What is an HIV lab test?
HIV (human immunodeficiency virus) is a viral infection that damages your body’s immune system. HIV is transmitted through sexual contact or contact with infected blood. Pregnant women may pass this disease to their unborn child, or through breastfeeding. HIV is the early stage of the infection that may progress to become AIDS. If left untreated, HIV usually develops into AIDS within 8-10 months - once the virus has severely damaged the immune system.
HIV/ AIDS dramatically affects your body’s ability to fight infection. Individuals managing AIDS may become fatally ill from a disease that causes mild symptoms in healthy individuals.
Deaths caused by HIV/ AIDS have decreased in the last 10-20 years, however, the disease is still deadly if left untreated. Early detection can help you and your doctor slow the progression of the illness through medication.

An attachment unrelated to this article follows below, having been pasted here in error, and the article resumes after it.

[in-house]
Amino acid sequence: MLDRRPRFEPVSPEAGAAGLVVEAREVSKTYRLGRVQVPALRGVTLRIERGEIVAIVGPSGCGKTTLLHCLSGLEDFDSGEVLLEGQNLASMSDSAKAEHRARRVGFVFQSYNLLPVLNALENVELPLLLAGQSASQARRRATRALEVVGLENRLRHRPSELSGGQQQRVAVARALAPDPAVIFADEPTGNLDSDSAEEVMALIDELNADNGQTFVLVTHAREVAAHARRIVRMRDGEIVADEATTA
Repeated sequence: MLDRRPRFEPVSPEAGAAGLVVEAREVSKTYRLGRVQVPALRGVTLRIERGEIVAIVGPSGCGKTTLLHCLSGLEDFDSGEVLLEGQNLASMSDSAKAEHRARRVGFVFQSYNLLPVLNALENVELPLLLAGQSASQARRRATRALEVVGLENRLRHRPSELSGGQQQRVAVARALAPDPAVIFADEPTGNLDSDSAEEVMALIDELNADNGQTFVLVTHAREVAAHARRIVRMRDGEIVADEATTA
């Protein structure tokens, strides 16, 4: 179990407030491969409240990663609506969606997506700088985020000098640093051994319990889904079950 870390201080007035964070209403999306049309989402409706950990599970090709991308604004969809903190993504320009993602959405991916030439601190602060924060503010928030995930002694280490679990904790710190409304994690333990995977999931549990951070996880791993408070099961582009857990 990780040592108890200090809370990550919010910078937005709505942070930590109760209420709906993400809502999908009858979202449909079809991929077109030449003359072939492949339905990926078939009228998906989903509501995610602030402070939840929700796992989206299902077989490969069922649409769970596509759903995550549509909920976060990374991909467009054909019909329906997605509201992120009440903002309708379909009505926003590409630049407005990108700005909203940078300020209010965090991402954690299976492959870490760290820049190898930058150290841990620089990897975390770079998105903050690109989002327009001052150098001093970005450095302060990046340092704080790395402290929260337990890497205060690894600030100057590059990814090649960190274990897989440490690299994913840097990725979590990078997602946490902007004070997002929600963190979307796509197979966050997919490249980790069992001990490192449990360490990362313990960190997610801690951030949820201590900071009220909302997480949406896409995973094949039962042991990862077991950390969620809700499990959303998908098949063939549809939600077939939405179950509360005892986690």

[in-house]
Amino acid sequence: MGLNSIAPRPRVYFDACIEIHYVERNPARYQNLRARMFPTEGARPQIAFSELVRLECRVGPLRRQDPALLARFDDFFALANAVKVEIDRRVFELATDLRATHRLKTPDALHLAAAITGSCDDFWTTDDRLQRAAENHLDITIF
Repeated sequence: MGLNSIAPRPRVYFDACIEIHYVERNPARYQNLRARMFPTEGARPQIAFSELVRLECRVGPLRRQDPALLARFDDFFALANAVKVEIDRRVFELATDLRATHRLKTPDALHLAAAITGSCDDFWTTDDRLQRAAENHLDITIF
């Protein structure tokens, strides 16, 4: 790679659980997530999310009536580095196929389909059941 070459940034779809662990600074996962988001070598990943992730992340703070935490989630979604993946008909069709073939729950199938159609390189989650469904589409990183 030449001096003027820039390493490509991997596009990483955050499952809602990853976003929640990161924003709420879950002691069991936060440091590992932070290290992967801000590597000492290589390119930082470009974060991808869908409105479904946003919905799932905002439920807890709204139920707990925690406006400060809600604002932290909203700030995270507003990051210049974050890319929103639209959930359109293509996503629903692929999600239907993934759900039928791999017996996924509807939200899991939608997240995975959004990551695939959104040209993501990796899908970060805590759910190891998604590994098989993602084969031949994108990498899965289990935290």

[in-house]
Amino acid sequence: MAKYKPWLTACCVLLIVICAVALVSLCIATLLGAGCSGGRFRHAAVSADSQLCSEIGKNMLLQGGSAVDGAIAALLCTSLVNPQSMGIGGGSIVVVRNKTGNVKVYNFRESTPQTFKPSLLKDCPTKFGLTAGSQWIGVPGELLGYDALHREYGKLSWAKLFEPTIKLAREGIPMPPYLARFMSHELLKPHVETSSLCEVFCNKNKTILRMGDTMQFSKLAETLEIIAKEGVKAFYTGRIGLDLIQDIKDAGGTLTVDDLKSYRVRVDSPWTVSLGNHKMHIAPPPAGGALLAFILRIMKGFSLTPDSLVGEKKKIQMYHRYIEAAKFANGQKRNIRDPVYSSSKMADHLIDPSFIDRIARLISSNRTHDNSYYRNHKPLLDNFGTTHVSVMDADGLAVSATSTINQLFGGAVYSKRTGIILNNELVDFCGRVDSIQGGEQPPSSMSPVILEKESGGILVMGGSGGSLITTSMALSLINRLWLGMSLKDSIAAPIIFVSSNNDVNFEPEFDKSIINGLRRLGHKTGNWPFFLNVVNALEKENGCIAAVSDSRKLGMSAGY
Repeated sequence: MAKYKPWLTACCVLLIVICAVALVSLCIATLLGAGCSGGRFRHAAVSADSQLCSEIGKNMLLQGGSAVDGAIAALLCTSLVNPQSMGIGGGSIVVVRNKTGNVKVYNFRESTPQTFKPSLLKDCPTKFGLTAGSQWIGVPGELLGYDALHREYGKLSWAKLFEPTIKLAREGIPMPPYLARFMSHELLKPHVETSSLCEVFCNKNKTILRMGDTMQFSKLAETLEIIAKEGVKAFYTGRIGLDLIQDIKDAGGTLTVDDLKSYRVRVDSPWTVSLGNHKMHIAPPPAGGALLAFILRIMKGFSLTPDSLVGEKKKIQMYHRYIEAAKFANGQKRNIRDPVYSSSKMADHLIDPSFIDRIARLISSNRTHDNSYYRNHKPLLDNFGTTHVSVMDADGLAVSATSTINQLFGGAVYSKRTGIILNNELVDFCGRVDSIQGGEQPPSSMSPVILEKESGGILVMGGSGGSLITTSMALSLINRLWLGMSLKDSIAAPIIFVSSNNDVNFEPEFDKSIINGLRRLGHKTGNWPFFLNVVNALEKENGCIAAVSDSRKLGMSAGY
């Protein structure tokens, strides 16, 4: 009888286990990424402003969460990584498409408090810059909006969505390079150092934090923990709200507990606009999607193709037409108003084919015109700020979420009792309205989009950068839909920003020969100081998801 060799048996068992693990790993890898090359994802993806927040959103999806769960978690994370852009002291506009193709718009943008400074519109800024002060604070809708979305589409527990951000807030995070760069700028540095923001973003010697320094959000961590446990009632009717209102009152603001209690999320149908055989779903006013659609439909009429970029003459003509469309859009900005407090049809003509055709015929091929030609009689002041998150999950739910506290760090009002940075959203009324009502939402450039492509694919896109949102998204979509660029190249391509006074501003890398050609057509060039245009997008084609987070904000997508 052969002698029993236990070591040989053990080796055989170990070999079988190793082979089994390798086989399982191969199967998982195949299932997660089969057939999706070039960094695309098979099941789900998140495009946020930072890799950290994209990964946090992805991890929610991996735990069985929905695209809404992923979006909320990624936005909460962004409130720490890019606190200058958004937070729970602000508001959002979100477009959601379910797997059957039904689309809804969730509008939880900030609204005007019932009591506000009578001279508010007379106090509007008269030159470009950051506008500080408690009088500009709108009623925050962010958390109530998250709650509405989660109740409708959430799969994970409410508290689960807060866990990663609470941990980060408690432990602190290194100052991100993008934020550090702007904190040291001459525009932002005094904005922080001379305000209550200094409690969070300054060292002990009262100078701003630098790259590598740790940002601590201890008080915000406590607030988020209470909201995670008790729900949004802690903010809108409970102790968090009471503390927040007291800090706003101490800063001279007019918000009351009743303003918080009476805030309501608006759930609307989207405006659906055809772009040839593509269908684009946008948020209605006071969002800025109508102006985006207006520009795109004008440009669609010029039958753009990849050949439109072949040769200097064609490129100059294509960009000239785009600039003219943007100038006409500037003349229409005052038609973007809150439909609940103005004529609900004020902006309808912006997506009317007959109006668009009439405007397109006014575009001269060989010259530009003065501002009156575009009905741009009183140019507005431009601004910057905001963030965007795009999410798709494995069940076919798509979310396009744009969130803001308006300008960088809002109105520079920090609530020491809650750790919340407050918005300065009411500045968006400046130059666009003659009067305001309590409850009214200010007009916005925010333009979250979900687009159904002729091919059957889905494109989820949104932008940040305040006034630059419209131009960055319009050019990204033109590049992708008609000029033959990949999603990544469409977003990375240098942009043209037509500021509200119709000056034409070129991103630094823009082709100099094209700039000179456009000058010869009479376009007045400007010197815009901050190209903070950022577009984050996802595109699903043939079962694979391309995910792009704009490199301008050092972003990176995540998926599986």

No HIV test can detect HIV immediately after exposure. The tests used to diagnose HIV are usually employed within 10-90 days after infection. If you believe you may have been exposed to HIV in the last 72 hours, contact your doctor to schedule a post-exposure prophylaxis (PEP) appointment. PEP involves taking medication for 28 days after possible exposure to prevent HIV.
You may elect to undergo PEP if:
- You had unprotected sex with someone who may be infected, or if the condom broke during sex
- If you have shared needles, syringes, or injection equipment (most common in narcotic drug users)
- You have been sexually assaulted
If you are worried that you may have been exposed to HIV, talk to your doctor about scheduling a test to diagnose the disease. Specific instructions for timing and preparation will be given depending on your symptoms, and the timing of your exposure.